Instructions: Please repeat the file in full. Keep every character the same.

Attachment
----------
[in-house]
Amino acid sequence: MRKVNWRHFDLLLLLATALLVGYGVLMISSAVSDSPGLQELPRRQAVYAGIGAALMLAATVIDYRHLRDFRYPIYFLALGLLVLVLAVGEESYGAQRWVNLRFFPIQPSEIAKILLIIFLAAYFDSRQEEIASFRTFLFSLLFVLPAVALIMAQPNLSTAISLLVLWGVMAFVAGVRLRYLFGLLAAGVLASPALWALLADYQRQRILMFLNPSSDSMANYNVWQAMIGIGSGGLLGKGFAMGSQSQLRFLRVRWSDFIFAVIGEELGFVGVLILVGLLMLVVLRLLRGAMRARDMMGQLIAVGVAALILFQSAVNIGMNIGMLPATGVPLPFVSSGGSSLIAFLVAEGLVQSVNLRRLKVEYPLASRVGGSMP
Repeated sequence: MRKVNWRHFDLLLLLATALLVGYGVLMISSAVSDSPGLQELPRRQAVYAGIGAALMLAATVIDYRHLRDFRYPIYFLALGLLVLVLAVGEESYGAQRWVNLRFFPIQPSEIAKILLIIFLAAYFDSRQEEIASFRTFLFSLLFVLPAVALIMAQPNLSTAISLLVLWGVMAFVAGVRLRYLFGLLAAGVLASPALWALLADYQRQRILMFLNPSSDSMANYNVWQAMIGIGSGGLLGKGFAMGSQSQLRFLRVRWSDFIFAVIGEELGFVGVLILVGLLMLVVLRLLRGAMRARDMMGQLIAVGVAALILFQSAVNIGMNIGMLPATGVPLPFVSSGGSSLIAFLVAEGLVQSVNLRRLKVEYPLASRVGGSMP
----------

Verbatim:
[in-house]
Amino acid sequence: MRKVNWRHFDLLLLLATALLVGYGVLMISSAVSDSPGLQELPRRQAVYAGIGAALMLAATVIDYRHLRDFRYPIYFLALGLLVLVLAVGEESYGAQRWVNLRFFPIQPSEIAKILLIIFLAAYFDSRQEEIASFRTFLFSLLFVLPAVALIMAQPNLSTAISLLVLWGVMAFVAGVRLRYLFGLLAAGVLASPALWALLADYQRQRILMFLNPSSDSMANYNVWQAMIGIGSGGLLGKGFAMGSQSQLRFLRVRWSDFIFAVIGEELGFVGVLILVGLLMLVVLRLLRGAMRARDMMGQLIAVGVAALILFQSAVNIGMNIGMLPATGVPLPFVSSGGSSLIAFLVAEGLVQSVNLRRLKVEYPLASRVGGSMP
Repeated sequence: MRKVNWRHFDLLLLLATALLVGYGVLMISSAVSDSPGLQELPRRQAVYAGIGAALMLAATVIDYRHLRDFRYPIYFLALGLLVLVLAVGEESYGAQRWVNLRFFPIQPSEIAKILLIIFLAAYFDSRQEEIASFRTFLFSLLFVLPAVALIMAQPNLSTAISLLVLWGVMAFVAGVRLRYLFGLLAAGVLASPALWALLADYQRQRILMFLNPSSDSMANYNVWQAMIGIGSGGLLGKGFAMGSQSQLRFLRVRWSDFIFAVIGEELGFVGVLILVGLLMLVVLRLLRGAMRARDMMGQLIAVGVAALILFQSAVNIGMNIGMLPATGVPLPFVSSGGSSLIAFLVAEGLVQSVNLRRLKVEYPLASRVGGSMP